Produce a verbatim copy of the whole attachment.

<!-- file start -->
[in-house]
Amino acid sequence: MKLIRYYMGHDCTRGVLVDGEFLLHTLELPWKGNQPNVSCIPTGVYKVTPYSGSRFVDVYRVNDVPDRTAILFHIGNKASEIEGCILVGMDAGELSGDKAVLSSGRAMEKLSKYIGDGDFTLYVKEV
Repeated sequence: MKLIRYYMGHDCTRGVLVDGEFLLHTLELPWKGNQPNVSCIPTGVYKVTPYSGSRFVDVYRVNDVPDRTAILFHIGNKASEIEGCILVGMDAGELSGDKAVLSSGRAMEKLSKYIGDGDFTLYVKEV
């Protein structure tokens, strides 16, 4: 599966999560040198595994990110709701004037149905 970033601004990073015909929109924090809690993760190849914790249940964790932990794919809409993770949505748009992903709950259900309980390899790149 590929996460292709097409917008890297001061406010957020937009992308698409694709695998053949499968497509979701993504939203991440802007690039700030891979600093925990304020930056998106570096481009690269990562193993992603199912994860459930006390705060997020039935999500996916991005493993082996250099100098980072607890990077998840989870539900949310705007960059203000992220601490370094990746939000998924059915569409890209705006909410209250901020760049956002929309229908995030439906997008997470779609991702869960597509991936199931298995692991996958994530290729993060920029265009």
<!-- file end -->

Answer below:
[in-house]
Amino acid sequence: MKLIRYYMGHDCTRGVLVDGEFLLHTLELPWKGNQPNVSCIPTGVYKVTPYSGSRFVDVYRVNDVPDRTAILFHIGNKASEIEGCILVGMDAGELSGDKAVLSSGRAMEKLSKYIGDGDFTLYVKEV
Repeated sequence: MKLIRYYMGHDCTRGVLVDGEFLLHTLELPWKGNQPNVSCIPTGVYKVTPYSGSRFVDVYRVNDVPDRTAILFHIGNKASEIEGCILVGMDAGELSGDKAVLSSGRAMEKLSKYIGDGDFTLYVKEV
């Protein structure tokens, strides 16, 4: 599966999560040198595994990110709701004037149905 970033601004990073015909929109924090809690993760190849914790249940964790932990794919809409993770949505748009992903709950259900309980390899790149 590929996460292709097409917008890297001061406010957020937009992308698409694709695998053949499968497509979701993504939203991440802007690039700030891979600093925990304020930056998106570096481009690269990562193993992603199912994860459930006390705060997020039935999500996916991005493993082996250099100098980072607890990077998840989870539900949310705007960059203000992220601490370094990746939000998924059915569409890209705006909410209250901020760049956002929309229908995030439906997008997470779609991702869960597509991936199931298995692991996958994530290729993060920029265009």